debt-to-equity ratio. One commenter asserted that asset-maintenance 
requirements are typically the jurisdiction of the state or the OCC, 
and that the Board's asset-maintenance requirement was unnecessary.
    While the Board recognizes that section 165(j) debt-to-equity ratio 
is not an international standard, it is a standard that is required by 
the Dodd-Frank Act and is imposed after the Council (and not the Board) 
makes the ``grave threat'' determination. Were the Council to make such 
a determination regarding a foreign banking organization, the Board 
expects that it or the Council would notify the appropriate home 
country regulator before the expiration of the compliance period. For 
the reasons described above in section IV.F of this preamble, the Board 
believes that the asset-maintenance requirement is an appropriate 
standard. The Board is adopting the debt-to-equity requirements as 
proposed.

V. Administrative Law Matters

A. Regulatory Flexibility Act

    The Board has considered the potential impact of the final rule on 
small companies in accordance with the Regulatory Flexibility Act (5 
U.S.C. 603(b)). Based on its analysis and for the reasons stated below, 
the Board believes that the final rule will not have a significant 
economic impact on a substantial number of small entities. 
Nevertheless, the Board is publishing a final regulatory flexibility 
analysis.
    Under regulations issued by the Small Business Administration 
(``SBA''), a small entity includes a depository institution, bank 
holding company, or savings and loan holding company with total assets 
of $500 million or less (a small banking organization).\155\ The final 
rule establishes risk committee and company-run stress test 
requirements for bank holding companies and foreign banking 
organizations with total consolidated assets of more than $10 billion 
and establishes enhanced prudential standards for bank holding 
companies and foreign banking organizations with total consolidated 
assets of $50 billion or more. Companies that are subject to the final 
rule therefore substantially exceed the $175 or $500 million asset 
threshold at which a banking entity is considered a ``small entity'' 
under SBA regulations.\156\
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    \155\ 13 CFR 121.201.
    \156\ The Dodd-Frank Act provides that the Board may, on the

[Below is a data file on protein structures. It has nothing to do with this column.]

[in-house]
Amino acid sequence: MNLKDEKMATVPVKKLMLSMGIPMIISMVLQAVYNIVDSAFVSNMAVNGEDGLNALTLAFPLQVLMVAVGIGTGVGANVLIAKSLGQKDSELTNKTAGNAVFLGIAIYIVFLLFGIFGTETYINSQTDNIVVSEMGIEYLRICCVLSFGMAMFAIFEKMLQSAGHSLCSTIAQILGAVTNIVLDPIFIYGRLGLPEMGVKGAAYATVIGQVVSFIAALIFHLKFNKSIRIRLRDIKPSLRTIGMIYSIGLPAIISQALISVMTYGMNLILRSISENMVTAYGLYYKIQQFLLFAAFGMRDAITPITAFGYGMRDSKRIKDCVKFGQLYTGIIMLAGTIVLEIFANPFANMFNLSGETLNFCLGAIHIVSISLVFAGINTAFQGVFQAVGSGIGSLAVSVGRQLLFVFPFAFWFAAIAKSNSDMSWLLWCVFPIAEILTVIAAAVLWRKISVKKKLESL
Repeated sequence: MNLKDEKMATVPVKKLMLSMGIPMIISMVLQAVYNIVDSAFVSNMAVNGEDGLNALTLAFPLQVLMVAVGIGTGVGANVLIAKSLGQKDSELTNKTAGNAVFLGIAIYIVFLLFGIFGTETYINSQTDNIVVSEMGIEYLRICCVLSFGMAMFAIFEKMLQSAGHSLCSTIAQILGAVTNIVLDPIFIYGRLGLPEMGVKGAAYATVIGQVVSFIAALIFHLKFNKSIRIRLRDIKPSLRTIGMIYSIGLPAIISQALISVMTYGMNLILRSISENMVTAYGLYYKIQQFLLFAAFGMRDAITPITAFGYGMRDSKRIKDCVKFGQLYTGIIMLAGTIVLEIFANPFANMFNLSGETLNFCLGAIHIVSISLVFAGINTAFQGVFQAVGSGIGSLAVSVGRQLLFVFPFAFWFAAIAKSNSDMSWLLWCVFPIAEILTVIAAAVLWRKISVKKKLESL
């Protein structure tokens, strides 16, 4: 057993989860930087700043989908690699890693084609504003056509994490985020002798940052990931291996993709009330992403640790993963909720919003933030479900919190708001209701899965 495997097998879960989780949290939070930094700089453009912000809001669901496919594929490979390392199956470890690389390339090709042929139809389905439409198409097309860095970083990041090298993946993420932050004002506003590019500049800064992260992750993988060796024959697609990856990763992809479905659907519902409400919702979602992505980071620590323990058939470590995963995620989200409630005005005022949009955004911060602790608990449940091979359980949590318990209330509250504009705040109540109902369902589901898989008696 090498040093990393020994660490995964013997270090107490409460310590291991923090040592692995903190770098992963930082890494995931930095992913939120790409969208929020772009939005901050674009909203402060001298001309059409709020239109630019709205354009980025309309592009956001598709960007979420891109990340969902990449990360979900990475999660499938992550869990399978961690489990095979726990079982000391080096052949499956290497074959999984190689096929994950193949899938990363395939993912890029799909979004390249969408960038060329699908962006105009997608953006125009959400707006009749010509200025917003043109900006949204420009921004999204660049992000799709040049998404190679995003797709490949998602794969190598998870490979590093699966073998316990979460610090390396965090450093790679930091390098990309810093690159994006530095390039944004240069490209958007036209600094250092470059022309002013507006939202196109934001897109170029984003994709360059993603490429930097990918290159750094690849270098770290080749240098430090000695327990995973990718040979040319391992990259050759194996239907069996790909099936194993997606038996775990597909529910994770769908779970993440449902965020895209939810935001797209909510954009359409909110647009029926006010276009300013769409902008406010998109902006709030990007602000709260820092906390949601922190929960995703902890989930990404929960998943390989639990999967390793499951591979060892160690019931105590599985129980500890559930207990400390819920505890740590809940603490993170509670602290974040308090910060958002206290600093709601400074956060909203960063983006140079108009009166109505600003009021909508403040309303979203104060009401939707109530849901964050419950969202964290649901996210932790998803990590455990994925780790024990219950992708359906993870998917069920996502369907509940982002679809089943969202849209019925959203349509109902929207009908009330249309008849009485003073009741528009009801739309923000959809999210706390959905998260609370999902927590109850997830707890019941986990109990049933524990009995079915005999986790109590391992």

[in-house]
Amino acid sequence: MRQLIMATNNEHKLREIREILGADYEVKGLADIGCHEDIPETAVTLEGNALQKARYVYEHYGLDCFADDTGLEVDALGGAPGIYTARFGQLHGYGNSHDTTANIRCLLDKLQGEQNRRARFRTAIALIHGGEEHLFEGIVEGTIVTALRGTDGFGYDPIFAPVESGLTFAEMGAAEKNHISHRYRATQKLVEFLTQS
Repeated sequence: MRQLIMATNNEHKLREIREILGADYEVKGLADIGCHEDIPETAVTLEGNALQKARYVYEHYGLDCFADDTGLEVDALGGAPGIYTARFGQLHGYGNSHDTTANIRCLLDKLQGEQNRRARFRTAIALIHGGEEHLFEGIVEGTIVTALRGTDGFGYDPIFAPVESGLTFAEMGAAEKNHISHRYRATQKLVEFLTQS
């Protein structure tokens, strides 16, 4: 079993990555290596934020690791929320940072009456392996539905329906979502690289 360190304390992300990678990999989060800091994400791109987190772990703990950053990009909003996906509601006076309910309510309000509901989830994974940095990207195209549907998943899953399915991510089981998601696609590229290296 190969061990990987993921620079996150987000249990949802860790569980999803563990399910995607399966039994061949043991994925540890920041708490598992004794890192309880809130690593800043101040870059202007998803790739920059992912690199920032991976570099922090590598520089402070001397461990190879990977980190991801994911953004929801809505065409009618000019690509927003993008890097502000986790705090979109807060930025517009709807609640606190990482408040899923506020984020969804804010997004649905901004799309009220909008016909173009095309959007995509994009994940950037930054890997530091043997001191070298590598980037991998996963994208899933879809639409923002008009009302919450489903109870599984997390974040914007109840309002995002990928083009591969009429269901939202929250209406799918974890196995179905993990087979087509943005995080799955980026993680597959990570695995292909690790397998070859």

recommendation of the Council, increase the $50 billion asset 
threshold for the application of certain of the enhanced standards. 
See 12 U.S.C. 5365(a)(2)(B). However, neither the Board nor the 
Council has the authority to lower such threshold.
---------------------------------------------------------------------------

    The Board did not receive any comments on the proposed rules 
regarding their impact on small entities. In light of the foregoing, 
the Board does not believe that the final rule would have a significant 
economic impact on a substantial number of small entities.

B. Paperwork Reduction Act

    In accordance with section 3512 of the Paperwork Reduction Act of 
1995 (44 U.S.C. 3501-3521) (PRA), the Board may not conduct or sponsor, 
and a respondent is not required to respond to, an information 
collection unless it displays a currently valid Office of Management 
and Budget (OMB) control number. The OMB control number is 7100-0350. 
The Board reviewed the final rule under the authority delegated to the 
Board by OMB. The Board did not receive any specific comments on the 
PRA; however, most commenters expressed concern about the amount of 
burden imposed by the requirements of the rule.
    The final rule contains requirements subject to the PRA. The 
reporting requirements are found in sections 252.122(b)(1)(iii); 
252.132(a), (b), and (d); 252.143(a), (b), and (c); 252.144(a), (b), 
and (d); 252.145(a); 252.146(c)(1)(iii); 252.153(a)(3); 252.153(c)(3); 
252.153(d); 252.154(a), (b), and (c); 252.157(b); 252.158(c)(1);

[[Page 17310]]

252.158(c)(2); and 252.158(d)(1)(ii).\157\ The recordkeeping 
requirements are found in sections 252.34(e)(3), 252.34(f), 252.34(h), 
252.35(a)(7), 252.153(e)(5), 252.156(e), 252.156(g), and 252.157(a)(7). 
The disclosure requirements are found in section 252.153(e)(5). These 
information collection requirements would implement section 165 of the 
Dodd-Frank Act, as mentioned in the Abstract below.
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    \157\ Most of the recordkeeping requirements for Subpart D 
pertaining to the Liquidity Requirements have been addressed in the 
Funding and Liquidity Risk Management Guidance (FR 4198; OMB No. 
7100-0326). Only new recordkeeping requirements are being addressed 
with this final rulemaking.
---------------------------------------------------------------------------

    The reporting requirements in sections 252.153(b)(2) and 
252.153(e)(5) will be addressed in a separate Federal Register notice 
at a later date.
    Comments are invited on:
    (a) Whether the proposed collections of information are necessary 
for the proper performance of the Federal Reserve's functions, 
including whether the information has practical utility;
    (b) The accuracy of the Federal Reserve's estimate of the burden of 
the proposed information collections, including the validity of the 
methodology and assumptions used;